After 13 days of testimony, the case of ex-Rutgers student Dharun Ravi - accused of 15 counts including invasion of privacy and bias intimidation for using a webcam to spy on his gay roommate Tyler Clementi - is now in the hands of the jury. On Tuesday, prosecutors accused Ravi of homophobic bullying by exposing Clementi's sexual orientation while the defense argued that the 20 year old Ravi was a naive prankster.
"An 18-year-old boy, a kid, a college freshman had an experience ... that he wasn't anticipating and he didn't know how to deal with because he was a kid," Ravi's attorney Steven Altman argued, the New York Daily News reported. The attorney said Ravi was not anti-gay but rather only curious when he remotely caught Clementi on the webcam kissing his 30 year old male date in their dorm room in September 2010.
If Clementi felt intimidated, why did he invite the older man back to their room after having read Ravi's Tweets revealing the spycam? "If there's ugliness in Dharun's heart, whether it be towards gays or Tyler .... Is there a text? Is there an instant message? Is there an email?" Altman asked. "Nothing. Nothing. Nothing."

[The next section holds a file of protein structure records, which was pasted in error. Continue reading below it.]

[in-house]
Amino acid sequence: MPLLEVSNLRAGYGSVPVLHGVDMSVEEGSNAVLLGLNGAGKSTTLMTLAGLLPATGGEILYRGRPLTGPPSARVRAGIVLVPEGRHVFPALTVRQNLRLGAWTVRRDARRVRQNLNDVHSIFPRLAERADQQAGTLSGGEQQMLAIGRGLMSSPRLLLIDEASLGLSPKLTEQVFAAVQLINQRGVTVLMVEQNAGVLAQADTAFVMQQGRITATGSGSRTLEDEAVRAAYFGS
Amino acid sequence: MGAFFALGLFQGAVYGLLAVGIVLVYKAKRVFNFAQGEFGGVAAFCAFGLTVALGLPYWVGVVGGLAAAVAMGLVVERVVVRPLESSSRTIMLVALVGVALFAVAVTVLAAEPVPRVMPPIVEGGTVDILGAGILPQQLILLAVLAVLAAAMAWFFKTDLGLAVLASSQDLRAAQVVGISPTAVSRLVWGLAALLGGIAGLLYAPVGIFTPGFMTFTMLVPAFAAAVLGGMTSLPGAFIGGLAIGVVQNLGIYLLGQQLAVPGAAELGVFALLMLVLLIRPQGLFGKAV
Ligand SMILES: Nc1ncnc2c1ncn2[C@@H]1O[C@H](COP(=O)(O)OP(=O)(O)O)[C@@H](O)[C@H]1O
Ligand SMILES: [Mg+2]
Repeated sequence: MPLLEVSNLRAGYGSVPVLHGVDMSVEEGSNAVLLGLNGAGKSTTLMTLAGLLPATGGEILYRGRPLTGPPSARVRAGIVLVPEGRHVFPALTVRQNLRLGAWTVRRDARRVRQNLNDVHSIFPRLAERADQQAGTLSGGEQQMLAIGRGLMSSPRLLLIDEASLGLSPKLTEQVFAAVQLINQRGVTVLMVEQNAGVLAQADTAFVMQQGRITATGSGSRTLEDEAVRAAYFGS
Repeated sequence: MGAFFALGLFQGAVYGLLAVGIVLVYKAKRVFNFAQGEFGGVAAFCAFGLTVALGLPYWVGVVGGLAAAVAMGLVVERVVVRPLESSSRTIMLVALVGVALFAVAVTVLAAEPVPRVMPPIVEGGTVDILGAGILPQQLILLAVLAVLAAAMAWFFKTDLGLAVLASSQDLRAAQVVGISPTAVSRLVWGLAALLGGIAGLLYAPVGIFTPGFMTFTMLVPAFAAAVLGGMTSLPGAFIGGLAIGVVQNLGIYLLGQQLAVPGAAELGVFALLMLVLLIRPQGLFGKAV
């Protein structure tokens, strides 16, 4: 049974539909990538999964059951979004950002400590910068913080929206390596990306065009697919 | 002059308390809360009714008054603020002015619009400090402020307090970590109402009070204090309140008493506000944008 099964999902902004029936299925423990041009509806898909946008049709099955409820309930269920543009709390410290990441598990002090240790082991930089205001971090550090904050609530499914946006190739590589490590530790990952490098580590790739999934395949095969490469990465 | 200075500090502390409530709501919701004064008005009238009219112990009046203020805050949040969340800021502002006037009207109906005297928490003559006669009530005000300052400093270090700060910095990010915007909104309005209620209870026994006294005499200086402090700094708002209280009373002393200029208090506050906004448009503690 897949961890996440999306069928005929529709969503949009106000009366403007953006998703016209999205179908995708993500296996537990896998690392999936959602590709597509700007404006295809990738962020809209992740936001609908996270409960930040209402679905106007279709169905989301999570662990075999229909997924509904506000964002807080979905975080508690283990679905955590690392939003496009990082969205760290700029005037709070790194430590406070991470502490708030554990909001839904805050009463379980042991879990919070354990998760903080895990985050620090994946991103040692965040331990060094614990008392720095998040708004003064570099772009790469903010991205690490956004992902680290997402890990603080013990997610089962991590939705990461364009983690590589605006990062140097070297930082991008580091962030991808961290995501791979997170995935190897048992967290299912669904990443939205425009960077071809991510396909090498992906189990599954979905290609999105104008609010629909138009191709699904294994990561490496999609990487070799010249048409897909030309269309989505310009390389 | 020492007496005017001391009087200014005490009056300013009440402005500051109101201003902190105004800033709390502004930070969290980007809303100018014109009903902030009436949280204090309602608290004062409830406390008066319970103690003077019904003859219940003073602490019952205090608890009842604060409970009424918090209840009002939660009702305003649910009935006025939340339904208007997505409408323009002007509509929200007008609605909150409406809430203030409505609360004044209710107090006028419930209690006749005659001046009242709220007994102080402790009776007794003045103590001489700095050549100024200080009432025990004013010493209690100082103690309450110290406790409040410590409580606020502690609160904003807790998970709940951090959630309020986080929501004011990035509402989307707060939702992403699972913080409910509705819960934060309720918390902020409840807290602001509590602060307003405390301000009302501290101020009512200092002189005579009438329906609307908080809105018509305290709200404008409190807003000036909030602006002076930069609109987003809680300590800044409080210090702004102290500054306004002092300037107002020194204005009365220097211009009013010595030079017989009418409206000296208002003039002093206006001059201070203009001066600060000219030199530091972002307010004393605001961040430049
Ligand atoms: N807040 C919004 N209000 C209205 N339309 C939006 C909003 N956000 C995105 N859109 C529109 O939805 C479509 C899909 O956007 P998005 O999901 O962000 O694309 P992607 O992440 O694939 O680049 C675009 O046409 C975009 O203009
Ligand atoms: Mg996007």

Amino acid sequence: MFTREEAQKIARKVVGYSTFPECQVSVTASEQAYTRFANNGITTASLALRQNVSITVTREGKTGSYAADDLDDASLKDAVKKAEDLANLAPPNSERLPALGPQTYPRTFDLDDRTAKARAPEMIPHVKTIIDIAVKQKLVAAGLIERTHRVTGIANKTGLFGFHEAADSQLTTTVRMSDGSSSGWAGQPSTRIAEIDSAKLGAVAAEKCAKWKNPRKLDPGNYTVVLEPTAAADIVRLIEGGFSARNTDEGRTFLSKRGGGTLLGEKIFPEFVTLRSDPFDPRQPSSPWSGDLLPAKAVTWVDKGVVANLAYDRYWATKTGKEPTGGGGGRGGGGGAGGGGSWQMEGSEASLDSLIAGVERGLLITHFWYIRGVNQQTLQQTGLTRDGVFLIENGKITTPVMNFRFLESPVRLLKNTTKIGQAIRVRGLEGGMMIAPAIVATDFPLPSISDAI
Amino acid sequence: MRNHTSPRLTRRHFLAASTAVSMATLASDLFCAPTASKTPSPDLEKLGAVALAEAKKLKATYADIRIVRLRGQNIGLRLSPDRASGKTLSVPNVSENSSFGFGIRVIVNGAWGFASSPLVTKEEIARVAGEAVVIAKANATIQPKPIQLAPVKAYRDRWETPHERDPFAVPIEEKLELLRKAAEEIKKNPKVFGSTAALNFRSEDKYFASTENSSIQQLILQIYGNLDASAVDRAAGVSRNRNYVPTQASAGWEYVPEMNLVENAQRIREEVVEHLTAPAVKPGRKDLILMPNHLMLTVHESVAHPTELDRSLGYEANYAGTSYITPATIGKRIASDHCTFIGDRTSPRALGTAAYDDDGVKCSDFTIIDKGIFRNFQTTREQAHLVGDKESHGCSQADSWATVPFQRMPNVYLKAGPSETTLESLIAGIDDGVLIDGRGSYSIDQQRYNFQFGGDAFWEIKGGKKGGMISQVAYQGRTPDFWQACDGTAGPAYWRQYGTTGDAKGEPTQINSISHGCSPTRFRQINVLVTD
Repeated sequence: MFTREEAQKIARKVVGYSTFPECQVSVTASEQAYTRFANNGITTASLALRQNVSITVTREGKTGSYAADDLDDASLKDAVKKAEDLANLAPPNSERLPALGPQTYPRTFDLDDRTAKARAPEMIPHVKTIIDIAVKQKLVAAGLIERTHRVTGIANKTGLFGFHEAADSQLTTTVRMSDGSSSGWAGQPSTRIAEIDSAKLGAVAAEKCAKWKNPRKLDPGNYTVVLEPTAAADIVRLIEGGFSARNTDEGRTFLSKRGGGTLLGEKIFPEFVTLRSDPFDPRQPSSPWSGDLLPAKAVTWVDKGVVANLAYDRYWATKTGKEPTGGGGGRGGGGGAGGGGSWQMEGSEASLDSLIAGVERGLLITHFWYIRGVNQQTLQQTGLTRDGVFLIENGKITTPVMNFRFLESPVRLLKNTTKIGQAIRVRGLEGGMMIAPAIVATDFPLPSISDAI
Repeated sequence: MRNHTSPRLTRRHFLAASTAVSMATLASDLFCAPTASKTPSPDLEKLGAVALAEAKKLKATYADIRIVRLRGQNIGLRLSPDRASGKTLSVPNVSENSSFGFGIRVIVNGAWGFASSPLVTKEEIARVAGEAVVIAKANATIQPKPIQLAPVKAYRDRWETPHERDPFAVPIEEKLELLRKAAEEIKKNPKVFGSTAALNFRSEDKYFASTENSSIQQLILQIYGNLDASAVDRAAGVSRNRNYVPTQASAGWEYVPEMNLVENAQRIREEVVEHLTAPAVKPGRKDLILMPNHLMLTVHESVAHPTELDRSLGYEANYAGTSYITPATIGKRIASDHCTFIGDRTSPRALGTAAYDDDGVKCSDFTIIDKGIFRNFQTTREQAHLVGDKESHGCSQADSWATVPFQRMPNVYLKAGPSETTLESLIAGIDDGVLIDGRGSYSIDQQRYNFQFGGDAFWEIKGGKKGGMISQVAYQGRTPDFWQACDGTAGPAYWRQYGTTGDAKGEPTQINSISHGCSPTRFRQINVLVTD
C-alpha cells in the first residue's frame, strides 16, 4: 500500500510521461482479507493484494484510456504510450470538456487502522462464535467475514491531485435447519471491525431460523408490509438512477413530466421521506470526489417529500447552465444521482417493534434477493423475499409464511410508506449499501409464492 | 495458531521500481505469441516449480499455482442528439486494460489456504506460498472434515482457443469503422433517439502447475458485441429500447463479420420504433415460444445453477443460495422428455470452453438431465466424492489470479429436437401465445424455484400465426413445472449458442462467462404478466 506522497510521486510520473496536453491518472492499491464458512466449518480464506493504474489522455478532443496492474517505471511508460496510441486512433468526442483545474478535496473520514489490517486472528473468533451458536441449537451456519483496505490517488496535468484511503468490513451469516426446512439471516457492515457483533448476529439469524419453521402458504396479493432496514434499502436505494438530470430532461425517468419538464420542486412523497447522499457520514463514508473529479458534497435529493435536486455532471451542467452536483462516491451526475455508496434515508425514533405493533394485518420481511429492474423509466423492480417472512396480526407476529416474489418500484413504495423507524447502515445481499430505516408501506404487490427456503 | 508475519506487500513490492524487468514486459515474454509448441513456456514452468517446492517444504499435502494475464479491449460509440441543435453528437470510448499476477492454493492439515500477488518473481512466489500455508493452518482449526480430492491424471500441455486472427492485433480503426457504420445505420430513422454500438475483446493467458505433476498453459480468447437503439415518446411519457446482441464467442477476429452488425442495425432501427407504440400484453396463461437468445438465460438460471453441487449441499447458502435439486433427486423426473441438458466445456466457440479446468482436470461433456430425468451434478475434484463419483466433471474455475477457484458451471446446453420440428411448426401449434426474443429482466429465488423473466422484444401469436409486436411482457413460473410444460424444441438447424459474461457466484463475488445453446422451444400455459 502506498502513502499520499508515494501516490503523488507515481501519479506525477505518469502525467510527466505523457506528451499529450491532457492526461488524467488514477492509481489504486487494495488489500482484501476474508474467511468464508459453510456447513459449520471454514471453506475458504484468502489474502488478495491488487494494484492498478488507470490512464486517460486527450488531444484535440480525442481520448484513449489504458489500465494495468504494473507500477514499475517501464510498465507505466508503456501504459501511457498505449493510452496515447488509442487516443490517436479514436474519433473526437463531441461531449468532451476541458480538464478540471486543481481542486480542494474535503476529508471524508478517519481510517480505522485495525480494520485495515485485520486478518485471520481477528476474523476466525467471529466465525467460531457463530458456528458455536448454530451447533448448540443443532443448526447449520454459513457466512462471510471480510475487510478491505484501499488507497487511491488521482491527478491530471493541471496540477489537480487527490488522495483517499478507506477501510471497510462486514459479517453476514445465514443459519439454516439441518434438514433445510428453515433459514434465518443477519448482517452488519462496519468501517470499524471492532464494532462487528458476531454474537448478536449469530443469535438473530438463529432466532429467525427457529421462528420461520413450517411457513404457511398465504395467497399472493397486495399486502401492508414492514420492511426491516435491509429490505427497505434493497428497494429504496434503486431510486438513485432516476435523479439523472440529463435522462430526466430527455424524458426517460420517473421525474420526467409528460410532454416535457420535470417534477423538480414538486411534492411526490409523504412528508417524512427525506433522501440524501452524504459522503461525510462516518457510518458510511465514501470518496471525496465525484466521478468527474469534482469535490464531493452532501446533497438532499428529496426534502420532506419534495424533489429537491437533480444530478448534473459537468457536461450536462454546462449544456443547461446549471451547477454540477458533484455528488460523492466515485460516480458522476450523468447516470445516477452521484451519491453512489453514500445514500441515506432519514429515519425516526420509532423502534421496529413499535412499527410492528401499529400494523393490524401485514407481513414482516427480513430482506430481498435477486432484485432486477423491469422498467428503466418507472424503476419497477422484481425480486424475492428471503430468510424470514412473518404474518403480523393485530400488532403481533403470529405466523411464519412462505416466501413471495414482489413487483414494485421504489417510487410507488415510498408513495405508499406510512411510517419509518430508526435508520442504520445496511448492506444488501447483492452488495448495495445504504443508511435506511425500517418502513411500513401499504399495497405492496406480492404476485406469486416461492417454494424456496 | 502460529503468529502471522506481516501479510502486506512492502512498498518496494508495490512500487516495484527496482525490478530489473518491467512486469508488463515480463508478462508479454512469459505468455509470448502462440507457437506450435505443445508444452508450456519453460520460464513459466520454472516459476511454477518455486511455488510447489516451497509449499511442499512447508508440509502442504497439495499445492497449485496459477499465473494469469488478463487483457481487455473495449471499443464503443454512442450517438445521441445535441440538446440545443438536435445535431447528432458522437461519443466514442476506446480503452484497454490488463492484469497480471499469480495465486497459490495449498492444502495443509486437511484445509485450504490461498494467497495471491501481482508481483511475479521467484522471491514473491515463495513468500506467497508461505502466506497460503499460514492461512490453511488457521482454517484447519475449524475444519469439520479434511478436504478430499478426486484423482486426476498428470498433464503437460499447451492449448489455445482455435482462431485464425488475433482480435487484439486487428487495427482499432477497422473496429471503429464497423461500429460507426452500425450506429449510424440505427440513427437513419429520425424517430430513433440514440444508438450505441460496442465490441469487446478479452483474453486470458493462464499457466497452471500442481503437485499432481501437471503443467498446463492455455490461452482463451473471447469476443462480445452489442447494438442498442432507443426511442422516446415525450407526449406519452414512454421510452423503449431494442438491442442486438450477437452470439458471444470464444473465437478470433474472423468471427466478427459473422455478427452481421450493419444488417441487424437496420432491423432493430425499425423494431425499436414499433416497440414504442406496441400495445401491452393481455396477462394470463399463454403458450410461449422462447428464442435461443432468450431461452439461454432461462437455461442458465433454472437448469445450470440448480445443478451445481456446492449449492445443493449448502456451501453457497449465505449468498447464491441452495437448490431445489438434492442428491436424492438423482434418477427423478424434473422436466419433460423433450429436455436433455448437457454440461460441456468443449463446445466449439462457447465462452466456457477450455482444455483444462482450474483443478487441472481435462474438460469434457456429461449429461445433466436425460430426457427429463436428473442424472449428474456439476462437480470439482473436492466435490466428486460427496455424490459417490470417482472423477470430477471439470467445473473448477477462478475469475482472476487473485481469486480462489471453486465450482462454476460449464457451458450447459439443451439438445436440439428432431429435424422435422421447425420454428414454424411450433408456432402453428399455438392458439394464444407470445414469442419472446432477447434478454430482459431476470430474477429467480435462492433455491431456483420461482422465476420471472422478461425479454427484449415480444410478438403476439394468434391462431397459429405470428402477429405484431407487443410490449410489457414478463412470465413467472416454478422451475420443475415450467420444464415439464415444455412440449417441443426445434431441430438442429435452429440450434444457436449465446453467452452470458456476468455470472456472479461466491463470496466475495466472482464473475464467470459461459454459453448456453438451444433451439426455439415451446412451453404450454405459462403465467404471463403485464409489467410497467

Prosecutor Julia McClure displayed some of Ravi's tweets, IMs and texts messages. "There wasn't one thing about the defendant's actions that could be characterized as a petty misunderstanding," she countered. "The defendant's actions were mean-spirited, they were malicious, they were criminal."
The jury heard how Clementi checked Ravi's Twitter feed 38 times and saw posts mocking him in the 48 hours before his suicide.
"Tyler was quiet, he was shy, ... and he finds out that his private sexual activity has been exposed ... you don't think that he was intimidated by learning that info?" the Star Ledger reported McClure as saying. "(Ravi) didn't want to have a gay roommate. He didn't like that he had a gay roommate and he was gonna use it to his advantage to expose to other people Tyler's sexual orientation."
Clementi, 18, committed suicide three days after the incident by jumping off the George Washington Bridge.
The jury is expected to start their deliberations today.